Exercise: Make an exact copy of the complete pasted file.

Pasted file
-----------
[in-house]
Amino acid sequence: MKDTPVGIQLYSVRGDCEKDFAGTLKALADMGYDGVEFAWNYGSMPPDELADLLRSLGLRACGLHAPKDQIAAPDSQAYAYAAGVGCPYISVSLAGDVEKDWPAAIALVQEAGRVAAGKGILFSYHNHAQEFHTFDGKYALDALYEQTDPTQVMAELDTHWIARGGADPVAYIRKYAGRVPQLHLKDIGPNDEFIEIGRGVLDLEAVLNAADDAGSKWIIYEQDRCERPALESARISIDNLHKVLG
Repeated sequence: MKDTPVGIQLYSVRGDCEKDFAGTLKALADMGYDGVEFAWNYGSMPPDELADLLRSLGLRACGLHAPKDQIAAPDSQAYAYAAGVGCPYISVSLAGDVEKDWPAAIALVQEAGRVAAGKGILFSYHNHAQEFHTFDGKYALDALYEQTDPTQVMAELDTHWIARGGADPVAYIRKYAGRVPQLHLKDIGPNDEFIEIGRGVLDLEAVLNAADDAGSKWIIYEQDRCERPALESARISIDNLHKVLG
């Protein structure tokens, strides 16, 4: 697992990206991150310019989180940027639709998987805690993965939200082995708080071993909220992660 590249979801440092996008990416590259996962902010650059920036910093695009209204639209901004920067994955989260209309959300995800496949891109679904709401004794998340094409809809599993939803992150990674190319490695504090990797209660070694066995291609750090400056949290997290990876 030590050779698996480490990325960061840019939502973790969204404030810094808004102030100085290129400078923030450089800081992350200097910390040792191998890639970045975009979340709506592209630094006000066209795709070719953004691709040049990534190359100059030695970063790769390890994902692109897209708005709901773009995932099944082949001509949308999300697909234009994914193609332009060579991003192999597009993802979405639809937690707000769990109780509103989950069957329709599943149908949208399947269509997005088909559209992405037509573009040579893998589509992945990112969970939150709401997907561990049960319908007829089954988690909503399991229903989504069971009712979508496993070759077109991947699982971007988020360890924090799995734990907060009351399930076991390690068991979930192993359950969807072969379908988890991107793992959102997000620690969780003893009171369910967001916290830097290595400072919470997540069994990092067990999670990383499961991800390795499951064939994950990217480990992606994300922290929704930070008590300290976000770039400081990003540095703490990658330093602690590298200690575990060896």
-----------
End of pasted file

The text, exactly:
[in-house]
Amino acid sequence: MKDTPVGIQLYSVRGDCEKDFAGTLKALADMGYDGVEFAWNYGSMPPDELADLLRSLGLRACGLHAPKDQIAAPDSQAYAYAAGVGCPYISVSLAGDVEKDWPAAIALVQEAGRVAAGKGILFSYHNHAQEFHTFDGKYALDALYEQTDPTQVMAELDTHWIARGGADPVAYIRKYAGRVPQLHLKDIGPNDEFIEIGRGVLDLEAVLNAADDAGSKWIIYEQDRCERPALESARISIDNLHKVLG
Repeated sequence: MKDTPVGIQLYSVRGDCEKDFAGTLKALADMGYDGVEFAWNYGSMPPDELADLLRSLGLRACGLHAPKDQIAAPDSQAYAYAAGVGCPYISVSLAGDVEKDWPAAIALVQEAGRVAAGKGILFSYHNHAQEFHTFDGKYALDALYEQTDPTQVMAELDTHWIARGGADPVAYIRKYAGRVPQLHLKDIGPNDEFIEIGRGVLDLEAVLNAADDAGSKWIIYEQDRCERPALESARISIDNLHKVLG
């Protein structure tokens, strides 16, 4: 697992990206991150310019989180940027639709998987805690993965939200082995708080071993909220992660 590249979801440092996008990416590259996962902010650059920036910093695009209204639209901004920067994955989260209309959300995800496949891109679904709401004794998340094409809809599993939803992150990674190319490695504090990797209660070694066995291609750090400056949290997290990876 030590050779698996480490990325960061840019939502973790969204404030810094808004102030100085290129400078923030450089800081992350200097910390040792191998890639970045975009979340709506592209630094006000066209795709070719953004691709040049990534190359100059030695970063790769390890994902692109897209708005709901773009995932099944082949001509949308999300697909234009994914193609332009060579991003192999597009993802979405639809937690707000769990109780509103989950069957329709599943149908949208399947269509997005088909559209992405037509573009040579893998589509992945990112969970939150709401997907561990049960319908007829089954988690909503399991229903989504069971009712979508496993070759077109991947699982971007988020360890924090799995734990907060009351399930076991390690068991979930192993359950969807072969379908988890991107793992959102997000620690969780003893009171369910967001916290830097290595400072919470997540069994990092067990999670990383499961991800390795499951064939994950990217480990992606994300922290929704930070008590300290976000770039400081990003540095703490990658330093602690590298200690575990060896």